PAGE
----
Certainty refers to the human brain’s yearning to know what will happen next. Our brains are constantly assessing patterns in the environment and it prefers familiar patterns which indicate safe and easily predictable outcomes. Unfamiliar patterns causes the brain to go into an alerted state, which burns more resources as it uses the energy-hungry prefrontal cortexto process and assess the unfamiliar pattern. Not only is this energy-sapping, it also causes stress and impairs our ability to make decisions, store and retrieve information, solve problems and think creatively. Threats to certainty can include telling half-truths (hiding information), inconsistency, radical change, job-insecurity, new experiences or places and meeting strangers. Reward-responses can be triggered by familiar places, consistency, feelings of security and stability.
Autonomy refers to the brain’s craving to feel that we have choices about what to do and not to do and that we have at least some level of control over our environment and circumstances. One studyindicated that by simply allowing people to make some autonomous decisions we can increase their motivation and engagement by up to five times! In the workplace our need for autonomy can be threatened by micro management, working in teams with very strict guidelines and policies, authoritarian ‘command and control’ leadership, and inflexible rules. A reward-response can be triggered by participating in decision-making, organizing your own workflow or even choosing what to focus on, self-directed learning, and own time management.
Relatedness refers to our need to feel safe with other people and to feel that we are part of the group. This need also includes the brain’s constant assessment of people as either ‘friends’ or ‘foes’. Strangers, or anyone who looks or sounds different from those I perceive as ‘my people’ (e.g. different race or culture), could trigger a threat just because my brain perceives them as not being part of the group with whom I feel safe.
Some fascinating research by Naomi Eisenberger and her team at UCLA’s Department of Social Psychology showed that social rejection activates the same reaction in the brain as physical pain. She explains that when people feel unwanted or left out, they frequently describe their feelings with terms also used to describe physical pain, such as suffering from ‘hurt feelings’ or a ‘broken heart’. “Our research has shown that feeling socially excluded activates some of the same neural regions that are activated in response to physical pain, suggesting that social rejection may indeed be painful.” In other words, the brain experiences social pain in the same way as physical pain – it’s real and not just ‘emotional’. In the workplace and other social environments threats to our need for relatedness can be triggered when you are being ignored, perceive that you are being excluded from the group (even by just hearing a remark such as “everybody is tired of you always being late…”), rejection, starting to work with a new team, being alone among strangers, or working in a culture other than your own. Neural rewards could be triggered by feeling included, feeling trusted, friendship, pursuing common goals, being coaching (experiencing it as an investment being made in your future with the group).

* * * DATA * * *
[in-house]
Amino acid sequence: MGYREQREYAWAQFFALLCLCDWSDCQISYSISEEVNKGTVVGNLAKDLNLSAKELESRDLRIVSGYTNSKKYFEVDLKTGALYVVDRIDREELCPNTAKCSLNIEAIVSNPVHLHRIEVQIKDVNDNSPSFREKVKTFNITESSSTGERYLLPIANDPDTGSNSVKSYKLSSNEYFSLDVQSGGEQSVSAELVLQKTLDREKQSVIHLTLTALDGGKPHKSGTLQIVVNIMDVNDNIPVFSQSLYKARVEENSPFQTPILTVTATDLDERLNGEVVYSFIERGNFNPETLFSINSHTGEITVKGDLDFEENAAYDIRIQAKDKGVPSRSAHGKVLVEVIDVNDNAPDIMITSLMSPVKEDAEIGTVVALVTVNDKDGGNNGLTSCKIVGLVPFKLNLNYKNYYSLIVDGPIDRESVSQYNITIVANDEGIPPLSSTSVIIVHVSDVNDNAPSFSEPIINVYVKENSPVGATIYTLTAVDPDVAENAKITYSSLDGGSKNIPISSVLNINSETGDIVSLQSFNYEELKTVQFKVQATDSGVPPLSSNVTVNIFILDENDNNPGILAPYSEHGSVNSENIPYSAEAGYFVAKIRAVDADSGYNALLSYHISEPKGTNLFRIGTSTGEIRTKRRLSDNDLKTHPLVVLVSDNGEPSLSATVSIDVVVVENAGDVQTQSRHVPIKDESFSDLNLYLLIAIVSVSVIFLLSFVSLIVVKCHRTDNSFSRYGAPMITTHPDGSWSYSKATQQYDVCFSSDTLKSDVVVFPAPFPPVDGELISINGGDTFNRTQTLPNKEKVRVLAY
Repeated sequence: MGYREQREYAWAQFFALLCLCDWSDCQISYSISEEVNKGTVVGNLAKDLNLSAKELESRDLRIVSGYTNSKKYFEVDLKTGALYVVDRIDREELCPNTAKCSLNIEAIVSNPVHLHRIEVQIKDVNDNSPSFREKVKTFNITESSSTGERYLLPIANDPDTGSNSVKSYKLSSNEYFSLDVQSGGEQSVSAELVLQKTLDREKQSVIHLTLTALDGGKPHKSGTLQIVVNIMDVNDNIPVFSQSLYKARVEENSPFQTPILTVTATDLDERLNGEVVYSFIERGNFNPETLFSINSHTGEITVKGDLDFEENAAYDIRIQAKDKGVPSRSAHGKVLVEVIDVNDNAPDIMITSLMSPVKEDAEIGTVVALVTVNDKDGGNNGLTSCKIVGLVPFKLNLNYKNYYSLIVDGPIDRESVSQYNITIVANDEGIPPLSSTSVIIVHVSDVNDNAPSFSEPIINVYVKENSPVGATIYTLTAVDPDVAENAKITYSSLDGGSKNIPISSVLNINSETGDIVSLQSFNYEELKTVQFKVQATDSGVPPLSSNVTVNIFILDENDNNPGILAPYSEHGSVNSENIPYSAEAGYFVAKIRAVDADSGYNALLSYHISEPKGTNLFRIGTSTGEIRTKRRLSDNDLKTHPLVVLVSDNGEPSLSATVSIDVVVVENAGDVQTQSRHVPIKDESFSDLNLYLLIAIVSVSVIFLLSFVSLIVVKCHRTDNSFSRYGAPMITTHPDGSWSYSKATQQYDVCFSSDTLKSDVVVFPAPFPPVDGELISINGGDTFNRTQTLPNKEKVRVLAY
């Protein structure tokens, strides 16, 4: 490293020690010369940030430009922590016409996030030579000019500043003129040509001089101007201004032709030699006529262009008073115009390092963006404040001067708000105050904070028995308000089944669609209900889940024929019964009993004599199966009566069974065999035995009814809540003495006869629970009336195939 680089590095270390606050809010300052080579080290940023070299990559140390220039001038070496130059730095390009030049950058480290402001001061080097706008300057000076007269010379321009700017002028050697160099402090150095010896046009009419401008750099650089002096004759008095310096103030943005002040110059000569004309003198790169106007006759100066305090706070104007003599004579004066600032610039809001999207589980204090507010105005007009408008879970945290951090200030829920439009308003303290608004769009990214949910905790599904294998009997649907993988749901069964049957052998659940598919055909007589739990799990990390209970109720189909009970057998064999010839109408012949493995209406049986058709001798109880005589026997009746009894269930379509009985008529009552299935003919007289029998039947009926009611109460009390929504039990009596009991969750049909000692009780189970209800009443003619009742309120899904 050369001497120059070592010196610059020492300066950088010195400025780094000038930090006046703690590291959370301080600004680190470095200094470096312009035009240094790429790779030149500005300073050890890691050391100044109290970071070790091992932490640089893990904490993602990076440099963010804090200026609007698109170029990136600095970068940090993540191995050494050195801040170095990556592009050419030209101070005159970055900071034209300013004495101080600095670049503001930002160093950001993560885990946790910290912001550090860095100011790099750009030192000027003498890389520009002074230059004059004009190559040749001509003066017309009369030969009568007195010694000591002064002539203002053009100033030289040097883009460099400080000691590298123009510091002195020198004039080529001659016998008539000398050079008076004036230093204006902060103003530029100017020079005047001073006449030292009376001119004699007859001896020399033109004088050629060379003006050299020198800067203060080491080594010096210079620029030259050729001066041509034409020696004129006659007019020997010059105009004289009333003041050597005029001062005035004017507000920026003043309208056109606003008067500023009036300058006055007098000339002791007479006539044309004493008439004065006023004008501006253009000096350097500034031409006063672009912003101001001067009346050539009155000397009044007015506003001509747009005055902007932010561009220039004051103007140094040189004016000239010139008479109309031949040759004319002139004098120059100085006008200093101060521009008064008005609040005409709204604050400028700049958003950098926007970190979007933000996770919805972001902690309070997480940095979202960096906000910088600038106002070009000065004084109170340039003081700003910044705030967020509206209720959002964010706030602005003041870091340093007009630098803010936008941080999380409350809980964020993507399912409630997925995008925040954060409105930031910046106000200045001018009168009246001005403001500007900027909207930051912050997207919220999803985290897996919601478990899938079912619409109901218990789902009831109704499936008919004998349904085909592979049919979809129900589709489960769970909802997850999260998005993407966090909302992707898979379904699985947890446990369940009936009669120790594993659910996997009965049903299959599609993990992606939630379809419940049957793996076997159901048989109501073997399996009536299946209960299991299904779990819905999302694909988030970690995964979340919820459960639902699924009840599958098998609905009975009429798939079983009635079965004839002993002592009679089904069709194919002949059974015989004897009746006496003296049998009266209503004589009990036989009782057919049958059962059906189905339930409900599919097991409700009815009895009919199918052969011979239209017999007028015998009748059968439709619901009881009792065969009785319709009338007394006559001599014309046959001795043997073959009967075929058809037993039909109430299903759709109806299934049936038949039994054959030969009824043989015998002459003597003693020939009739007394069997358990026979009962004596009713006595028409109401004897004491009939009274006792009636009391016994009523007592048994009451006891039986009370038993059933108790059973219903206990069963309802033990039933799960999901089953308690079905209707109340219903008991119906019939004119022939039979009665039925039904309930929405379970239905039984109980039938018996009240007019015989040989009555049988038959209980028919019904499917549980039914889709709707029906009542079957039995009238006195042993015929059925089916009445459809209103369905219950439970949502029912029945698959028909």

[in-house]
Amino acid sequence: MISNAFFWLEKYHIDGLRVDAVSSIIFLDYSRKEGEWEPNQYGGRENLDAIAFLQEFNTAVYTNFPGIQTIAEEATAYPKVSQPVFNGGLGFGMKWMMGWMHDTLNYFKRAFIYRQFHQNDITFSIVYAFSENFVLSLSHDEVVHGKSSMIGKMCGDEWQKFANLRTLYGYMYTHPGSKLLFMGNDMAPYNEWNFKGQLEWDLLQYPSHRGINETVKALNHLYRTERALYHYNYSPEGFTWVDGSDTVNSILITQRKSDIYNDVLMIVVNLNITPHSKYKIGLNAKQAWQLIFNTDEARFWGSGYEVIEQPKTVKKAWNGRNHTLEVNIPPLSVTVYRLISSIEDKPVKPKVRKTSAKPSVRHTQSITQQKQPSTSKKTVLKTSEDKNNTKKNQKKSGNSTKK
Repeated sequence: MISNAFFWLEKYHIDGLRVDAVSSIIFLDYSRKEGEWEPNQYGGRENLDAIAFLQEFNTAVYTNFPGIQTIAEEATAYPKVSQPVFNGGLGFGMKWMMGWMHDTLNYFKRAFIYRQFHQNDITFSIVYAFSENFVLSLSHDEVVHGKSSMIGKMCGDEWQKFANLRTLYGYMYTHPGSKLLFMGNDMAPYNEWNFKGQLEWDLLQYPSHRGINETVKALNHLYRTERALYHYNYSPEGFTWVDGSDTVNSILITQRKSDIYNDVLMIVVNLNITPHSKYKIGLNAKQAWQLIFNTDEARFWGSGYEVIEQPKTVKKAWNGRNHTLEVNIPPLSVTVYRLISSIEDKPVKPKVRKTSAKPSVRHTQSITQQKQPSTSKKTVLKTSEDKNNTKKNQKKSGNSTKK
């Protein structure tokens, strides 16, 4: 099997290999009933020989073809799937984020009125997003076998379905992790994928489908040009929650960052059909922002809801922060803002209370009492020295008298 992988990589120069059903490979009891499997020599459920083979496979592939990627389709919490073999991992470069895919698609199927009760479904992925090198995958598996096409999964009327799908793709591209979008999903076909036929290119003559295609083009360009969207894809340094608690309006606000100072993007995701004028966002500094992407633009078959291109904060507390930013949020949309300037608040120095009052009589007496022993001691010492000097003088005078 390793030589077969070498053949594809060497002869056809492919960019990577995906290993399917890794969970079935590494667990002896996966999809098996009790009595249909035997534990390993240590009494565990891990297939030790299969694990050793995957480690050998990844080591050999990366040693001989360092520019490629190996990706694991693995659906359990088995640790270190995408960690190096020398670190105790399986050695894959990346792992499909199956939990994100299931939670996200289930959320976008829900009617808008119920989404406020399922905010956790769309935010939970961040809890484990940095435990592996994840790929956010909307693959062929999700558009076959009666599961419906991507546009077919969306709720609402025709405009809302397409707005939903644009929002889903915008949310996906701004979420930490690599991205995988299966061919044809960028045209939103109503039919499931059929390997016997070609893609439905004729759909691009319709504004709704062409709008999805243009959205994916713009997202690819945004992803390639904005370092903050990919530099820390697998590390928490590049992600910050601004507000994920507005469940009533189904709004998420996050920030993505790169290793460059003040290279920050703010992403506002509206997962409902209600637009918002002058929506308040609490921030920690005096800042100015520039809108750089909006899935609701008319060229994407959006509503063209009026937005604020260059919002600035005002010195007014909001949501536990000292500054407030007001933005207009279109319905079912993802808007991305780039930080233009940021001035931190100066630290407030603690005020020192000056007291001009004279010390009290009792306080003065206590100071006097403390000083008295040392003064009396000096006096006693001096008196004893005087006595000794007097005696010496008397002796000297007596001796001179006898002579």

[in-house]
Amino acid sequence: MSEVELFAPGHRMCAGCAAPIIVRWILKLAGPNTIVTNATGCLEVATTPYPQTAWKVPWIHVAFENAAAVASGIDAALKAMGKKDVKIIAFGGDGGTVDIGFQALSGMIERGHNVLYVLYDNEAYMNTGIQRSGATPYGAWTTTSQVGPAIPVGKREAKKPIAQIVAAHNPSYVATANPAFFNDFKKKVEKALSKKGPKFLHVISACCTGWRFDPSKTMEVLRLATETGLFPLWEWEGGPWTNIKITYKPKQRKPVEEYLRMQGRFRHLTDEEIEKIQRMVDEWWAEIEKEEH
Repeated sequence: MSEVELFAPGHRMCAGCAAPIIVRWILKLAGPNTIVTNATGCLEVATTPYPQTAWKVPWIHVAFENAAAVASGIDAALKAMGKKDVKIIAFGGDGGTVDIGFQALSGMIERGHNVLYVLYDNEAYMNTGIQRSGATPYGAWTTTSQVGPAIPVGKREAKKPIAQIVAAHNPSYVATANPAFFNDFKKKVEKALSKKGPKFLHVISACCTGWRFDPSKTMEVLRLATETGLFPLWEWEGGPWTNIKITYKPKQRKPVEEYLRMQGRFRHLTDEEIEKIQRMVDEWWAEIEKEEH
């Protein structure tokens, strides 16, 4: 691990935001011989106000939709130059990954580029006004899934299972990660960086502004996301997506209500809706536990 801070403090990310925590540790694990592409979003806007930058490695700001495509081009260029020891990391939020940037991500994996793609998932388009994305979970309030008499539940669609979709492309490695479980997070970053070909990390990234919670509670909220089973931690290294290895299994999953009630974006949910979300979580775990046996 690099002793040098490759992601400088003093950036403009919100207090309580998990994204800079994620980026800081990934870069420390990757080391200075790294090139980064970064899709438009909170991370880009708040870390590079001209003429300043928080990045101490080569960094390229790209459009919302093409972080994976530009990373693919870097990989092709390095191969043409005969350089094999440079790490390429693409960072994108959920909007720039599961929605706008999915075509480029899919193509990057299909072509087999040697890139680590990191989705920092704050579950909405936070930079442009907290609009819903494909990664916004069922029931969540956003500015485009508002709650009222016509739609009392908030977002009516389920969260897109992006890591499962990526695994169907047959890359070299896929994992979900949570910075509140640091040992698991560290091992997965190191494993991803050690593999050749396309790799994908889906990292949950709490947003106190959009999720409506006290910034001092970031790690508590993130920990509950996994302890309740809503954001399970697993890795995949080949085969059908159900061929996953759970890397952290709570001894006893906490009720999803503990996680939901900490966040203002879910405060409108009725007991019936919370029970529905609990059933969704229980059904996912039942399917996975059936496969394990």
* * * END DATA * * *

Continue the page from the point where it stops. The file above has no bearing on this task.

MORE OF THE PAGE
Fairness refers to our need for fair exchanges. According to Rock, experiencing fairness or unfairness again activates the same network that registers real physical pain or pleasure. He points out that throughout history people had been willing to go to extreme lengths – including sacrificing their lives – to right injustice and unfairness. Perhaps less dramatic but equally significant for leaders are recent studies which have indicated that for your brain (assuming you’re not reading this while on trial for money laundering), fairness could be more important than money. Threats to our brains’ need for fairness can be triggered by broken promises (explicit or implicit promises), expectations not being met, different rules or standards for different people, and inconsistency. Rewards for fairness can be triggered by keeping commitments and promises, maintaining transparency, open communication, and admitting mistakes.
So what’s the bottom line here? Your brain and the brains of the people that you interact with each day are strongly influenced by how it perceives the social environment in which you operate. When it perceives a social threat (real or not) it automatically goes into the neurological version of your car’s ‘limp mode’ – functioning well below its best when needed to make decisions, remember, solve problems or collaborate with others. When it perceives a social reward the opposite happens – it goes into high engagement mode where it is best able to think creatively, plan, remember, memorize, solve problems, and communicate. In a world where employee engagement has probably become the greatest single success factor for any organization, leaders who are serious about accomplishing success cannot afford to ignore this.